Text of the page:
Will the "First State" Be the Next to Legalize Recreational Marijuana in Early 2018?

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Unless you've been living under a rock, you're probably well aware of the blazing quick growth pace of the legal marijuana industry -- as well as why investors have been gravitating to marijuana stocks, many of which have more than doubled over the trailing 12-month period.

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Why investors have flocked to marijuana stocks

According to cannabis research firm ArcView, North American legal weed sales, including both recreational and medical pot, launched 34% higher in 2016, to $6.9 billion, and they're slated to grow to an estimated $21.6 billion by 2021. Considering that more than $46 billion in North American pot sales were conducted under the table last year, there's a perceived-to-be multiyear double-digit percentage growth opportunity still to come for the legal weed industry. 

Growing favorability toward cannabis among the public has certainly helped. The percentage of respondents in Gallup's 2016 poll who wanted to see weed legalized nationally has more than doubled, to 60%, since the question was posed in 1995, the year before California became the first state to legalize medical cannabis for compassionate use.

Ongoing expansion also provides a means for investor excitement. Last month, President Enrique Pena Nieto legalized medical cannabis throughout Mexico, while our neighbors to the north are currently debating legislation introduced by Justin Trudeau that would legalize recreational marijuana by as early as July 1, 2018. We've also witnessed 28 states follow California's footsteps since 1996 and give the green light to medical pot, and residents in eight states OK'd recreational weed since Nov. 2012.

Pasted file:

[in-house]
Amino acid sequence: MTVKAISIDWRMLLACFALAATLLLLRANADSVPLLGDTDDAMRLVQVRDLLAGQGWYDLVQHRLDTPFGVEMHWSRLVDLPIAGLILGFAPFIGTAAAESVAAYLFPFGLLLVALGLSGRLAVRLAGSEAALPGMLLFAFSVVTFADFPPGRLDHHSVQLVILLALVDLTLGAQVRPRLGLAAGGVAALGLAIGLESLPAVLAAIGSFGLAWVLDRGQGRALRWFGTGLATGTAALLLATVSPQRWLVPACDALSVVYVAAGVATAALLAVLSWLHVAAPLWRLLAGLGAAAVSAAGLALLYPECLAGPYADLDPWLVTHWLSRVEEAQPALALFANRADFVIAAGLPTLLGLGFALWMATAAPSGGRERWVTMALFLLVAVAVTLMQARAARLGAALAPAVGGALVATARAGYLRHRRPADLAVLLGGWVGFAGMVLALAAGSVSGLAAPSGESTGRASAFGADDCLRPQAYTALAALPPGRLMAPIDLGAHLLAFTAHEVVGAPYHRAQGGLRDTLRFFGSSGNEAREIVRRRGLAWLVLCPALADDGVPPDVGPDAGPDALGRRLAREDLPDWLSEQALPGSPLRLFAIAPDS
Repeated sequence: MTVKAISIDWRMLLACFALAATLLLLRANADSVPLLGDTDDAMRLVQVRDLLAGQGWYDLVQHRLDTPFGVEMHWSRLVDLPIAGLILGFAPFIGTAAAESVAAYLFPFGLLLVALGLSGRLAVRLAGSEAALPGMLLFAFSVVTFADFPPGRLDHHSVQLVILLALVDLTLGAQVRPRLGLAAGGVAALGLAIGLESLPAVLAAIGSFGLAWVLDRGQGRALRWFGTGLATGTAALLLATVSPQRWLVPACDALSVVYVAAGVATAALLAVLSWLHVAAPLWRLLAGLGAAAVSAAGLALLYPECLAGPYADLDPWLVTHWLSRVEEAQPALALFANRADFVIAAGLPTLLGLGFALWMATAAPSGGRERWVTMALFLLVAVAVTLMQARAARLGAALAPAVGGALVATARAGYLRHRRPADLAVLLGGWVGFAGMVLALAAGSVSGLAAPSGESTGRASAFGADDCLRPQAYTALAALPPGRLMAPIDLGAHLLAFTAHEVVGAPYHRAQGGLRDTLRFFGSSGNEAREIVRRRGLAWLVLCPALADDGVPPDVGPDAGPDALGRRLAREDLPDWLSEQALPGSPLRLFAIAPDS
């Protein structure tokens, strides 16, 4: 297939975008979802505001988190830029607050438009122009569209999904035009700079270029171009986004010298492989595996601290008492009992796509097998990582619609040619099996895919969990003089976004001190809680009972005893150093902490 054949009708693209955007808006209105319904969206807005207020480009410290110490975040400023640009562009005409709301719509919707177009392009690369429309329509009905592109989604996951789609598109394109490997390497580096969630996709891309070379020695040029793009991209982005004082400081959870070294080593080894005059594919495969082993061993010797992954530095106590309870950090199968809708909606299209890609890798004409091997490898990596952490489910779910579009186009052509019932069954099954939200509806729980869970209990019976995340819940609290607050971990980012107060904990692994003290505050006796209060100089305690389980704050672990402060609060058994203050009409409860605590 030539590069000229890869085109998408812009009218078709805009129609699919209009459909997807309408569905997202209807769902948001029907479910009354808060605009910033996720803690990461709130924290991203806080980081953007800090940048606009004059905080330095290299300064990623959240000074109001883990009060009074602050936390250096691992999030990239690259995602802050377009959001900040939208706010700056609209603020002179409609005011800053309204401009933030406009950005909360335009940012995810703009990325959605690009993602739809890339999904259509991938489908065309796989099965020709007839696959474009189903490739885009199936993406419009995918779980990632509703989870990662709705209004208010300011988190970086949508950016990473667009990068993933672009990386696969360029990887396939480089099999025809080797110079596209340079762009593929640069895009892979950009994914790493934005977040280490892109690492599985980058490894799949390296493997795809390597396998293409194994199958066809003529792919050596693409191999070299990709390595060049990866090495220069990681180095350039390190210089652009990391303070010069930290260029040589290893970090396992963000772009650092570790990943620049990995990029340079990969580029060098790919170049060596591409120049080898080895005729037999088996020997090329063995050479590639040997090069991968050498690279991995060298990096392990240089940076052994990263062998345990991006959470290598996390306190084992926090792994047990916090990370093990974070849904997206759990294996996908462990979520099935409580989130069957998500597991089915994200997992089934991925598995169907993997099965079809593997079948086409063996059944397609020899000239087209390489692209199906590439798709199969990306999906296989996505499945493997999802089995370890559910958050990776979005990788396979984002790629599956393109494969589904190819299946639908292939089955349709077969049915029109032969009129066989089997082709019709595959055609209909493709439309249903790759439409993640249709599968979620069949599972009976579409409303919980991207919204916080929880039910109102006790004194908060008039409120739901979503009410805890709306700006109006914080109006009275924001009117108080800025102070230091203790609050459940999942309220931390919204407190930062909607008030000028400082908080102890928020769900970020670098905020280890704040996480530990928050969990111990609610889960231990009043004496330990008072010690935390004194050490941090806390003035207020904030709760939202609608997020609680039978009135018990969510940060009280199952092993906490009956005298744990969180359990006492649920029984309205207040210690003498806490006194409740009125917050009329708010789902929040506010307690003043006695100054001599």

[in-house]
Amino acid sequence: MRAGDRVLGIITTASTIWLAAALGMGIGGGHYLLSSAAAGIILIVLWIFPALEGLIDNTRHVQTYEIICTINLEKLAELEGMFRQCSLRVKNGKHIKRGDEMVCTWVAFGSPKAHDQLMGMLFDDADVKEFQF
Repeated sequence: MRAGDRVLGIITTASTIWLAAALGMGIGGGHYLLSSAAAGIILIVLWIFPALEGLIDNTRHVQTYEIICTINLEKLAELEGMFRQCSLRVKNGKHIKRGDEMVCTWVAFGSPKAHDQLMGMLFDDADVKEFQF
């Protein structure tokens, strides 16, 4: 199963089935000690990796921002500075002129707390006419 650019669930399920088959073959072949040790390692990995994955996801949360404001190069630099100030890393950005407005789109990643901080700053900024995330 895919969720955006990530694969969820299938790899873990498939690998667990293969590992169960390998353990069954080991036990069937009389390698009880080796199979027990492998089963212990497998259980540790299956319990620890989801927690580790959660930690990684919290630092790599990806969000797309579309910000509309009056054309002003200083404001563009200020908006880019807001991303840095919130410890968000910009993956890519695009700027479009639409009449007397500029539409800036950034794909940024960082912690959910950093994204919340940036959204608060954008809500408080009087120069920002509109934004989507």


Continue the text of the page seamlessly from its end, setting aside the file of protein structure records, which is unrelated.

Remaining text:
The question that consumers, investors, and proponents simply have is: Which state is next?

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Is Delaware next in line to legalize recreational marijuana?

One state that appears to be in the thick of discussion surrounding recreational marijuana is Delaware, which is aptly nicknamed the First State since it became the first state to ratify the U.S. constitution in December 1787. If proponents have their way, the First State could become the ninth state to legalize recreational pot by early 2018.

In March of this year, Sen. Margaret Rose Henry (D-DE) introduced legislation that would allow adults aged 21 and over to purchase marijuana, as well as give the state the right to tax the substance at the retail level. There was nothing specifically unique about the bill itself relative to what other legal states have previously introduced. However, what is unique about Delaware, as well as two dozen other states in the U.S., is that it's not an initiative and referendum (I&R) state. In other words, state residents don't get to vote on initiatives. Instead, Delaware is a state where laws are introduced and passed entirely at the Congressional level.